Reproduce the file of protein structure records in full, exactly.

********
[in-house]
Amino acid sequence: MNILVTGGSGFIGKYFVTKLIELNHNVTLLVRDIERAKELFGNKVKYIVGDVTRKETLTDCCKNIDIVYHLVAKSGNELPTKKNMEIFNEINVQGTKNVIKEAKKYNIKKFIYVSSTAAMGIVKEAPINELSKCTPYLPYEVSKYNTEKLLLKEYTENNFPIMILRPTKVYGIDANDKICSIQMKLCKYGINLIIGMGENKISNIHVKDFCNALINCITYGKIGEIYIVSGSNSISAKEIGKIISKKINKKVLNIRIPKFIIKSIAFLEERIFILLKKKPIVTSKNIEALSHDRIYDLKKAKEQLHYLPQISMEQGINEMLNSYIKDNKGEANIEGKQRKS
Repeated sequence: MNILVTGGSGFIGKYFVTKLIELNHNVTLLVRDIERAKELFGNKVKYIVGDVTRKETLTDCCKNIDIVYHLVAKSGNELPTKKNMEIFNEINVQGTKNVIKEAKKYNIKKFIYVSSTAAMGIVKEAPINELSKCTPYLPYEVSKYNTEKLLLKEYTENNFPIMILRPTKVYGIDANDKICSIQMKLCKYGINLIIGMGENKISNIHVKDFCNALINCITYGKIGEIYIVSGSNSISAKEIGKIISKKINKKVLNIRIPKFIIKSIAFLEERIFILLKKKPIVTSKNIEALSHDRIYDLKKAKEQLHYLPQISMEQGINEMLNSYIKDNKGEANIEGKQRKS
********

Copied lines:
[in-house]
Amino acid sequence: MNILVTGGSGFIGKYFVTKLIELNHNVTLLVRDIERAKELFGNKVKYIVGDVTRKETLTDCCKNIDIVYHLVAKSGNELPTKKNMEIFNEINVQGTKNVIKEAKKYNIKKFIYVSSTAAMGIVKEAPINELSKCTPYLPYEVSKYNTEKLLLKEYTENNFPIMILRPTKVYGIDANDKICSIQMKLCKYGINLIIGMGENKISNIHVKDFCNALINCITYGKIGEIYIVSGSNSISAKEIGKIISKKINKKVLNIRIPKFIIKSIAFLEERIFILLKKKPIVTSKNIEALSHDRIYDLKKAKEQLHYLPQISMEQGINEMLNSYIKDNKGEANIEGKQRKS
Repeated sequence: MNILVTGGSGFIGKYFVTKLIELNHNVTLLVRDIERAKELFGNKVKYIVGDVTRKETLTDCCKNIDIVYHLVAKSGNELPTKKNMEIFNEINVQGTKNVIKEAKKYNIKKFIYVSSTAAMGIVKEAPINELSKCTPYLPYEVSKYNTEKLLLKEYTENNFPIMILRPTKVYGIDANDKICSIQMKLCKYGINLIIGMGENKISNIHVKDFCNALINCITYGKIGEIYIVSGSNSISAKEIGKIISKKINKKVLNIRIPKFIIKSIAFLEERIFILLKKKPIVTSKNIEALSHDRIYDLKKAKEQLHYLPQISMEQGINEMLNSYIKDNKGEANIEGKQRKS